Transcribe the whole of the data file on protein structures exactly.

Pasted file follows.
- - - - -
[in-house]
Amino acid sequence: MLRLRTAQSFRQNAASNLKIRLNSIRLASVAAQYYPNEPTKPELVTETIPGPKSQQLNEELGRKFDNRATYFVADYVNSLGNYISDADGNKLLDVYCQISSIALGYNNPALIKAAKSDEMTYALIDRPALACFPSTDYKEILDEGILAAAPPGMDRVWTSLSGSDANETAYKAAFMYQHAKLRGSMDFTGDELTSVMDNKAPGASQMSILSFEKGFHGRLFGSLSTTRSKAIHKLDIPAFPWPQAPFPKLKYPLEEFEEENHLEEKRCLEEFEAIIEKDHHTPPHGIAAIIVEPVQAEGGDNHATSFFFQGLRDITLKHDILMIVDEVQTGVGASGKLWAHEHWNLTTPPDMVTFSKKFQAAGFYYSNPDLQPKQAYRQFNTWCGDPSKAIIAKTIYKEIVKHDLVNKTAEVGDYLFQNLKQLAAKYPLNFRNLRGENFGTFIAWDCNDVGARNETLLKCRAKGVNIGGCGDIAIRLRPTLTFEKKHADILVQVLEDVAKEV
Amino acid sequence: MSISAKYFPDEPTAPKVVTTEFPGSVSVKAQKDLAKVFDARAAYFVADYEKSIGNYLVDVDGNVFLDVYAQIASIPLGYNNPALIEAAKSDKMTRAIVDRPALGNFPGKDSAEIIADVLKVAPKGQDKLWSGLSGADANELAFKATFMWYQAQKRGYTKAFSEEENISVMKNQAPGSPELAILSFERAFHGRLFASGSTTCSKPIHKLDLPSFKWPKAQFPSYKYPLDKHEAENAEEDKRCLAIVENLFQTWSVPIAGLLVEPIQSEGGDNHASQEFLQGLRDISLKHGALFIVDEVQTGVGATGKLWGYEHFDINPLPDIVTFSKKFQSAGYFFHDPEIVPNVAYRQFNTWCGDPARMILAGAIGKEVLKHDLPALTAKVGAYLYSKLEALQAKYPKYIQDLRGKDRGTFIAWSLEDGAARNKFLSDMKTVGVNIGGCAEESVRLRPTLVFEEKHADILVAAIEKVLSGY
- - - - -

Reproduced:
[in-house]
Amino acid sequence: MLRLRTAQSFRQNAASNLKIRLNSIRLASVAAQYYPNEPTKPELVTETIPGPKSQQLNEELGRKFDNRATYFVADYVNSLGNYISDADGNKLLDVYCQISSIALGYNNPALIKAAKSDEMTYALIDRPALACFPSTDYKEILDEGILAAAPPGMDRVWTSLSGSDANETAYKAAFMYQHAKLRGSMDFTGDELTSVMDNKAPGASQMSILSFEKGFHGRLFGSLSTTRSKAIHKLDIPAFPWPQAPFPKLKYPLEEFEEENHLEEKRCLEEFEAIIEKDHHTPPHGIAAIIVEPVQAEGGDNHATSFFFQGLRDITLKHDILMIVDEVQTGVGASGKLWAHEHWNLTTPPDMVTFSKKFQAAGFYYSNPDLQPKQAYRQFNTWCGDPSKAIIAKTIYKEIVKHDLVNKTAEVGDYLFQNLKQLAAKYPLNFRNLRGENFGTFIAWDCNDVGARNETLLKCRAKGVNIGGCGDIAIRLRPTLTFEKKHADILVQVLEDVAKEV
Amino acid sequence: MSISAKYFPDEPTAPKVVTTEFPGSVSVKAQKDLAKVFDARAAYFVADYEKSIGNYLVDVDGNVFLDVYAQIASIPLGYNNPALIEAAKSDKMTRAIVDRPALGNFPGKDSAEIIADVLKVAPKGQDKLWSGLSGADANELAFKATFMWYQAQKRGYTKAFSEEENISVMKNQAPGSPELAILSFERAFHGRLFASGSTTCSKPIHKLDLPSFKWPKAQFPSYKYPLDKHEAENAEEDKRCLAIVENLFQTWSVPIAGLLVEPIQSEGGDNHASQEFLQGLRDISLKHGALFIVDEVQTGVGATGKLWGYEHFDINPLPDIVTFSKKFQSAGYFFHDPEIVPNVAYRQFNTWCGDPARMILAGAIGKEVLKHDLPALTAKVGAYLYSKLEALQAKYPKYIQDLRGKDRGTFIAWSLEDGAARNKFLSDMKTVGVNIGGCAEESVRLRPTLVFEEKHADILVAAIEKVLSGY